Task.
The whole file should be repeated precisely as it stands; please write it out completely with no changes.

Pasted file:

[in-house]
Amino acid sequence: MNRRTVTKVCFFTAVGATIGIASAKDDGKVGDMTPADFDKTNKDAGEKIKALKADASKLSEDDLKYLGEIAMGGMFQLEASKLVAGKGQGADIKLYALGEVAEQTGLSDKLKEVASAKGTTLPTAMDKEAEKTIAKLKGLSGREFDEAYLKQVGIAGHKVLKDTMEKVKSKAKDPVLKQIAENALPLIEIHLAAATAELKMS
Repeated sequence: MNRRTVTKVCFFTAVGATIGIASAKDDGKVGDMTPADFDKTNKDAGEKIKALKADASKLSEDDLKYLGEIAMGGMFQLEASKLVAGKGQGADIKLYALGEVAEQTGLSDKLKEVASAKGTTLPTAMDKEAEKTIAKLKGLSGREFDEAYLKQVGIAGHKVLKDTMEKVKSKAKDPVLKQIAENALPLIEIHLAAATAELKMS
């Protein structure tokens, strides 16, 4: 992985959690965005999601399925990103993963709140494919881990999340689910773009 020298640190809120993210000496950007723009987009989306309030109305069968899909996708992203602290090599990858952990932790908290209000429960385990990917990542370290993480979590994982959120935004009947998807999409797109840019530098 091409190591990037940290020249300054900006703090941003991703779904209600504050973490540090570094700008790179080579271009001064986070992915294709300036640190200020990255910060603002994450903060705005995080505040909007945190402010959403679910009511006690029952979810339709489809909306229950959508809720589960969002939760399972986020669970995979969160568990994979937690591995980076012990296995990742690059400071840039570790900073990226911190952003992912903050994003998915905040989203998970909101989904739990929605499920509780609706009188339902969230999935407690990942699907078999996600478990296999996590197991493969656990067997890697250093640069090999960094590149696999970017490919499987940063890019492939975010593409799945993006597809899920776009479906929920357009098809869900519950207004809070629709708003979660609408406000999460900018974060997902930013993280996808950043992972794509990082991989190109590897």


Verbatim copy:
[in-house]
Amino acid sequence: MNRRTVTKVCFFTAVGATIGIASAKDDGKVGDMTPADFDKTNKDAGEKIKALKADASKLSEDDLKYLGEIAMGGMFQLEASKLVAGKGQGADIKLYALGEVAEQTGLSDKLKEVASAKGTTLPTAMDKEAEKTIAKLKGLSGREFDEAYLKQVGIAGHKVLKDTMEKVKSKAKDPVLKQIAENALPLIEIHLAAATAELKMS
Repeated sequence: MNRRTVTKVCFFTAVGATIGIASAKDDGKVGDMTPADFDKTNKDAGEKIKALKADASKLSEDDLKYLGEIAMGGMFQLEASKLVAGKGQGADIKLYALGEVAEQTGLSDKLKEVASAKGTTLPTAMDKEAEKTIAKLKGLSGREFDEAYLKQVGIAGHKVLKDTMEKVKSKAKDPVLKQIAENALPLIEIHLAAATAELKMS
């Protein structure tokens, strides 16, 4: 992985959690965005999601399925990103993963709140494919881990999340689910773009 020298640190809120993210000496950007723009987009989306309030109305069968899909996708992203602290090599990858952990932790908290209000429960385990990917990542370290993480979590994982959120935004009947998807999409797109840019530098 091409190591990037940290020249300054900006703090941003991703779904209600504050973490540090570094700008790179080579271009001064986070992915294709300036640190200020990255910060603002994450903060705005995080505040909007945190402010959403679910009511006690029952979810339709489809909306229950959508809720589960969002939760399972986020669970995979969160568990994979937690591995980076012990296995990742690059400071840039570790900073990226911190952003992912903050994003998915905040989203998970909101989904739990929605499920509780609706009188339902969230999935407690990942699907078999996600478990296999996590197991493969656990067997890697250093640069090999960094590149696999970017490919499987940063890019492939975010593409799945993006597809899920776009479906929920357009098809869900519950207004809070629709708003979660609408406000999460900018974060997902930013993280996808950043992972794509990082991989190109590897």